December 19, 2013
Last month at a trade association dinner, the Risk-Monger was seated at a table with Axel Singhofen, the adviser on health and environment for the Greens in the European Parliament and former toxics campaigner for Greenpeace’s European Unit. Axel spent a good part of the evening telling those around the table (twelve people, mostly directors from plastics companies) his stories about how “industry” had been so wrong over the last decade.
His stories were well-rehearsed, extra colour was added and it was evident that Axel had, on so many occasions, fabricated and recounted these events to make it seem like he was there and knew what was going on in these companies he was criticising, so much so that he had momentarily forgotten that he was speaking to a room of people who had actually been there. It might have come to his surprise that those at the table were not so awe-inspired by the sound of his voice going on about how inept or dishonest “industry” was. The problem was that I had been involved in all of the events Axel was babbling on about, and I knew he was talking complete bollocks.
For example, Axel was informing us how the big multinationals in the chemical industry, during the first reading of REACH, were using SMEs to do the heavy lobbying for them. At that time, I was managing communications for Product Stewardship in Cefic and was acutely aware of the challenges that the VCI funding of a small group of SMEs had posed to our ability to speak with a common voice. When I tried to challenge Axel with some realities, he chose to ignore me – there was only going to be one voice in this anti-industry narrative, and listening was not his strong point.
During the day, at the trade association conference, Axel made a presentation where he mocked “industry” for what he called playing dirty on brominated flame retardants (at that time, I was at Burson-Marsteller working on BSEF and somehow did not see this mysterious world of smoke and mirrors that Axel was so sure of) or, in another beautifully woven masterpiece, of how “industry” tried to make up research techniques to whitewash evidence of migration of phthalates from children’s PVC chew toys (at that time, I was at Solvay and we were facing a challenge to develop new testing models to simulate real use situations – research demands that no one had ever been confronted with before).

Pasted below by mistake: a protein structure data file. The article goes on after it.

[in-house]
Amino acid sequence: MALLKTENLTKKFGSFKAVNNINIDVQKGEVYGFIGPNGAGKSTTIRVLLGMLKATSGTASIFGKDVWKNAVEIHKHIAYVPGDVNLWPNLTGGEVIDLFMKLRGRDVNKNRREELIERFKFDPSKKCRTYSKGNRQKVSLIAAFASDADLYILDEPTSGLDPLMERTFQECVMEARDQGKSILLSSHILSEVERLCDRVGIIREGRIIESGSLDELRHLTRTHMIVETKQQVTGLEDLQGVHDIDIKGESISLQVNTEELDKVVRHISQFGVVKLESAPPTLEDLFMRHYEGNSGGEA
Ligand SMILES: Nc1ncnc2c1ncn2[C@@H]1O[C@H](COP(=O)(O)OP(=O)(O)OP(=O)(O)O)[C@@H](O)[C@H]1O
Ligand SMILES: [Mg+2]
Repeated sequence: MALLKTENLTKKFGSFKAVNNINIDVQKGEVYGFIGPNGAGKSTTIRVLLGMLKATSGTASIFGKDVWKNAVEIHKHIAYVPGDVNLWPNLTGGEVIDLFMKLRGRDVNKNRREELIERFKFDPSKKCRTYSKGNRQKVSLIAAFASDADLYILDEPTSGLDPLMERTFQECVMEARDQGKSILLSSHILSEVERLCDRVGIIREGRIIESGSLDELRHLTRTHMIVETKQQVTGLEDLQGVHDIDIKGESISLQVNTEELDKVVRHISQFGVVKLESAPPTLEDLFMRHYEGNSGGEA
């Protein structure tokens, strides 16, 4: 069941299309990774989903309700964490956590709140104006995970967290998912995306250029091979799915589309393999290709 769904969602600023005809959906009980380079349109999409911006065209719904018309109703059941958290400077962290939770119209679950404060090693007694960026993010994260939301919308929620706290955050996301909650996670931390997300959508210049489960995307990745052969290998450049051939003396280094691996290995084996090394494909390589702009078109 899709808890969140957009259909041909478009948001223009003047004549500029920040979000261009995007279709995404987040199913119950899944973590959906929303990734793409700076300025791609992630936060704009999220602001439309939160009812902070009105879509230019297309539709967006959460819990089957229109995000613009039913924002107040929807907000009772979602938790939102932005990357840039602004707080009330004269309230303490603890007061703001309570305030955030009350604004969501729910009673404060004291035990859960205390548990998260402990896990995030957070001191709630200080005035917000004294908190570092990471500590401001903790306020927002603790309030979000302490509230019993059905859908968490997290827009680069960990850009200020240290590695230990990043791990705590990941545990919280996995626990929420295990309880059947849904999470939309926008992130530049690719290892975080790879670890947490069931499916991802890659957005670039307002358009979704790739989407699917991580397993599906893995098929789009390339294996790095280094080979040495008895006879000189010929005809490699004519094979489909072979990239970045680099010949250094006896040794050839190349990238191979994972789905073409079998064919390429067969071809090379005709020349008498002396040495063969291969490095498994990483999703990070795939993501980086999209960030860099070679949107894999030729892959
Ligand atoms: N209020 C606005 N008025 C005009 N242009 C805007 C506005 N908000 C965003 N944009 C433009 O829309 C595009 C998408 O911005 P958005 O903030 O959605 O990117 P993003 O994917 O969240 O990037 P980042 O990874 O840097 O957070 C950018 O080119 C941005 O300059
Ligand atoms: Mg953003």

It was clear that Axel was a great story-teller, but he was not there during the time of these situations and it did not seem to matter that his stories were factually weak (OK, pure fiction). Indeed, the more a child tells a fabrication, the more he or she believes it to be true, and Axel seemed so convincing, he had almost fooled me. But as I got fed up listening to his lecturing and moral condescension, I found myself staring into my salad (ironically while Axel was munching on his foie gras) and wondering why “industry” does not take the time to tell its story, and leaves history to be written by those artists from the environmental activist community like Axel who seem to have no qualms about revisionism and self-aggrandisement.